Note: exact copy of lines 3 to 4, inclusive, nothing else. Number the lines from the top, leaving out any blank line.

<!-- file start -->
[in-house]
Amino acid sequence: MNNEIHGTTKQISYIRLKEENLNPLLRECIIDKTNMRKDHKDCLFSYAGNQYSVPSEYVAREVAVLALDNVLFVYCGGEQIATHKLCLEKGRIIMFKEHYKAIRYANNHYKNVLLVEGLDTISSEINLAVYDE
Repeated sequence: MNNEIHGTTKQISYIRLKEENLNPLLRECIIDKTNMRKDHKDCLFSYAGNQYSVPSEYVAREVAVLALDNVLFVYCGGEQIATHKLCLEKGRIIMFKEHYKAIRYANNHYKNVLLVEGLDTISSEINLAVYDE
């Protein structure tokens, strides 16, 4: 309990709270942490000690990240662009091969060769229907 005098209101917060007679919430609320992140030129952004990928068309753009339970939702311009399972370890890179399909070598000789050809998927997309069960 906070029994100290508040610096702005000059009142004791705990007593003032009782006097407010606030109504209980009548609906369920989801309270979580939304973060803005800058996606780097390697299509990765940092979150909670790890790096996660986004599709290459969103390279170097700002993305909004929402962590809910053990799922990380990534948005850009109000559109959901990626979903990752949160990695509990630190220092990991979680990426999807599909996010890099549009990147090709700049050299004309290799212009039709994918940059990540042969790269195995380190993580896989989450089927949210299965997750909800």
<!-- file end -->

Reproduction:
Repeated sequence: MNNEIHGTTKQISYIRLKEENLNPLLRECIIDKTNMRKDHKDCLFSYAGNQYSVPSEYVAREVAVLALDNVLFVYCGGEQIATHKLCLEKGRIIMFKEHYKAIRYANNHYKNVLLVEGLDTISSEINLAVYDE
């Protein structure tokens, strides 16, 4: 309990709270942490000690990240662009091969060769229907 005098209101917060007679919430609320992140030129952004990928068309753009339970939702311009399972370890890179399909070598000789050809998927997309069960 906070029994100290508040610096702005000059009142004791705990007593003032009782006097407010606030109504209980009548609906369920989801309270979580939304973060803005800058996606780097390697299509990765940092979150909670790890790096996660986004599709290459969103390279170097700002993305909004929402962590809910053990799922990380990534948005850009109000559109959901990626979903990752949160990695509990630190220092990991979680990426999807599909996010890099549009990147090709700049050299004309290799212009039709994918940059990540042969790269195995380190993580896989989450089927949210299965997750909800």